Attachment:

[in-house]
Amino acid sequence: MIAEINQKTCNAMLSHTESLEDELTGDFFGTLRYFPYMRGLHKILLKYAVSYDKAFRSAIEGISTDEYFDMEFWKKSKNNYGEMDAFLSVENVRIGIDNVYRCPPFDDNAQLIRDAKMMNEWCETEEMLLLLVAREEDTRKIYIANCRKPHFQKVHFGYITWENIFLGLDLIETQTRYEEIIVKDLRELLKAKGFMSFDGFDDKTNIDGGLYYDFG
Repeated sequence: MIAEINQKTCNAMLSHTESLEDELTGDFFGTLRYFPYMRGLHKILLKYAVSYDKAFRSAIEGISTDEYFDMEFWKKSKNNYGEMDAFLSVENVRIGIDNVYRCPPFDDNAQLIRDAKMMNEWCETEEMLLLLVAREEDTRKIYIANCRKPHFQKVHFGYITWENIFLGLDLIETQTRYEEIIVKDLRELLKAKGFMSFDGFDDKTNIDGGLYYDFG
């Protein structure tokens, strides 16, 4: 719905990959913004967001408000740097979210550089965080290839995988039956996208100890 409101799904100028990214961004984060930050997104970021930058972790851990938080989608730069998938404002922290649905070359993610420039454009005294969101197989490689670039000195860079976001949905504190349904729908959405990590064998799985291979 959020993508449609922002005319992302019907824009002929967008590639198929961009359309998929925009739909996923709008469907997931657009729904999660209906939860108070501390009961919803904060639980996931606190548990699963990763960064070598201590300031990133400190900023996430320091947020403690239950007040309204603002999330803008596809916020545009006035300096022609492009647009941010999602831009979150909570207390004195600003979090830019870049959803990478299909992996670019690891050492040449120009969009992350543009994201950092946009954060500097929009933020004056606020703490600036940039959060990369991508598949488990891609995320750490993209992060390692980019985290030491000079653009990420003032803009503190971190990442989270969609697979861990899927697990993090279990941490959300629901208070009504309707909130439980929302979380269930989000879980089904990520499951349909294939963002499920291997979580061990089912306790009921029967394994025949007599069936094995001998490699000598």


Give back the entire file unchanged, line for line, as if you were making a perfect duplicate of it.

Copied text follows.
[in-house]
Amino acid sequence: MIAEINQKTCNAMLSHTESLEDELTGDFFGTLRYFPYMRGLHKILLKYAVSYDKAFRSAIEGISTDEYFDMEFWKKSKNNYGEMDAFLSVENVRIGIDNVYRCPPFDDNAQLIRDAKMMNEWCETEEMLLLLVAREEDTRKIYIANCRKPHFQKVHFGYITWENIFLGLDLIETQTRYEEIIVKDLRELLKAKGFMSFDGFDDKTNIDGGLYYDFG
Repeated sequence: MIAEINQKTCNAMLSHTESLEDELTGDFFGTLRYFPYMRGLHKILLKYAVSYDKAFRSAIEGISTDEYFDMEFWKKSKNNYGEMDAFLSVENVRIGIDNVYRCPPFDDNAQLIRDAKMMNEWCETEEMLLLLVAREEDTRKIYIANCRKPHFQKVHFGYITWENIFLGLDLIETQTRYEEIIVKDLRELLKAKGFMSFDGFDDKTNIDGGLYYDFG
């Protein structure tokens, strides 16, 4: 719905990959913004967001408000740097979210550089965080290839995988039956996208100890 409101799904100028990214961004984060930050997104970021930058972790851990938080989608730069998938404002922290649905070359993610420039454009005294969101197989490689670039000195860079976001949905504190349904729908959405990590064998799985291979 959020993508449609922002005319992302019907824009002929967008590639198929961009359309998929925009739909996923709008469907997931657009729904999660209906939860108070501390009961919803904060639980996931606190548990699963990763960064070598201590300031990133400190900023996430320091947020403690239950007040309204603002999330803008596809916020545009006035300096022609492009647009941010999602831009979150909570207390004195600003979090830019870049959803990478299909992996670019690891050492040449120009969009992350543009994201950092946009954060500097929009933020004056606020703490600036940039959060990369991508598949488990891609995320750490993209992060390692980019985290030491000079653009990420003032803009503190971190990442989270969609697979861990899927697990993090279990941490959300629901208070009504309707909130439980929302979380269930989000879980089904990520499951349909294939963002499920291997979580061990089912306790009921029967394994025949007599069936094995001998490699000598």